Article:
According to a new study published in the Proceedings of the National Academy of Sciences, researchers have discovered that ocean heat waves are occurring far more frequently than previously believe.
The heat waves are such a concerned as they push out fish, plankton and other aquatic life out of their natural habitats due to the warming temperatures.
“Based on historical and lived experience, people expect certain conditions to prevail in the ecosystems they depend upon. Climate change is now introducing strong trends that push conditions beyond historic levels,” the authors wrote.
The research was performed by the Gulf of Maine Research Institute where they looked at 65 large marine ecostems around the world over the past 164 years. The results showed that “surprise” conditions wreak havoc on fisheries and the livelihoods associated with them. According to the authors, suprise conditions should only occur two times every 100 years but due to a changing climate, this was not the case.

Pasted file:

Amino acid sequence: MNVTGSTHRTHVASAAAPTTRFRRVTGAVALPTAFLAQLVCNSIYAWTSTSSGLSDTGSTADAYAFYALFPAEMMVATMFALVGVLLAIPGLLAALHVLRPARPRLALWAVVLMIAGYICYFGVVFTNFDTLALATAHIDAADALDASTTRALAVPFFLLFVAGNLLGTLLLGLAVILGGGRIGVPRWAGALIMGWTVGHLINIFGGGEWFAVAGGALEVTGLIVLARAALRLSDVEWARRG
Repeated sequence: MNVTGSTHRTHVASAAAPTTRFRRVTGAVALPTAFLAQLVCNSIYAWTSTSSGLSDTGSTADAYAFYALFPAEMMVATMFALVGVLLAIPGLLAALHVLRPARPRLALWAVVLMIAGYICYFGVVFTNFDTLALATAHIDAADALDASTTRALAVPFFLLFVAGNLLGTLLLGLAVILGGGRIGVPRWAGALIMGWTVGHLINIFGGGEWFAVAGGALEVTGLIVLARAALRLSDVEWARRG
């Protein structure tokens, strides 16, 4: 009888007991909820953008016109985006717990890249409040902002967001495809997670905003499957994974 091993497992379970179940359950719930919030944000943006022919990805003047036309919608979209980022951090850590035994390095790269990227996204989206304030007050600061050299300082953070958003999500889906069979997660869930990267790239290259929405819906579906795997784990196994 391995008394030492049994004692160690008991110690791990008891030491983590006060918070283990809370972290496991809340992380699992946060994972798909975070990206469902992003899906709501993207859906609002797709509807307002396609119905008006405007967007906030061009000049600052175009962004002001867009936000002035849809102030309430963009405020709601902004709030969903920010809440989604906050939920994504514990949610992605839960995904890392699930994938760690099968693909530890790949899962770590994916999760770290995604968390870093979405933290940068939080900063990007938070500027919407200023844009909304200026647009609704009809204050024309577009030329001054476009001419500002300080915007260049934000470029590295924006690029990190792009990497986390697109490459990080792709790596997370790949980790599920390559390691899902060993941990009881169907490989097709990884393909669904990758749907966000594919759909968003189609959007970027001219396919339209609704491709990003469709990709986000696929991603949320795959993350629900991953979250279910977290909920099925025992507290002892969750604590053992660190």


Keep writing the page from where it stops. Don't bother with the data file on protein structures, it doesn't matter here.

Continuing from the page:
The results show a dramatic upswing in surprising years since the 1980s, particularly in the Arctic and Atlantic. Those majority of those surprises are largely heat waves but four cold surprises have occurred since 2000. The pace of hot surprises appears to have accelerated since 2010 in the Pacific and Indian oceans as well. Certain heat waves can be accounted for during these periods such as El Niño but climate change has created a heat bender in the oceans, making oceanic heat waves more likely.
Over the last seven years, the planet averaged 12 ecosystems each year that experienced an surprise warming which should only happen once or twice in someones lifetime. In 2016 alone, the planet experienced 23 events.
The results of the study further contribute to work already trying to explain the significance that humans are having on the climate due to carbon emissions.
While overall warming, not surprise warming, does have more of a negative impact on marine species, researchers did discover that surprise heat waves will decrease biodiversity. The example the researchers did use was warming in the tropics where coral reef and its surrounding communities of marine life have been devastated.
With overall warming and surprise heat waves now the new normal, we need to push our politicians and leaders to move away from climate changing energy such as carbon and other fossil fuels.
We have just 11 year left to stop irreversible damage from climate change and we can stop the process if we make drastic changes to how we consume energy. https://www.un.org/press/en/2019/ga12131.doc.htm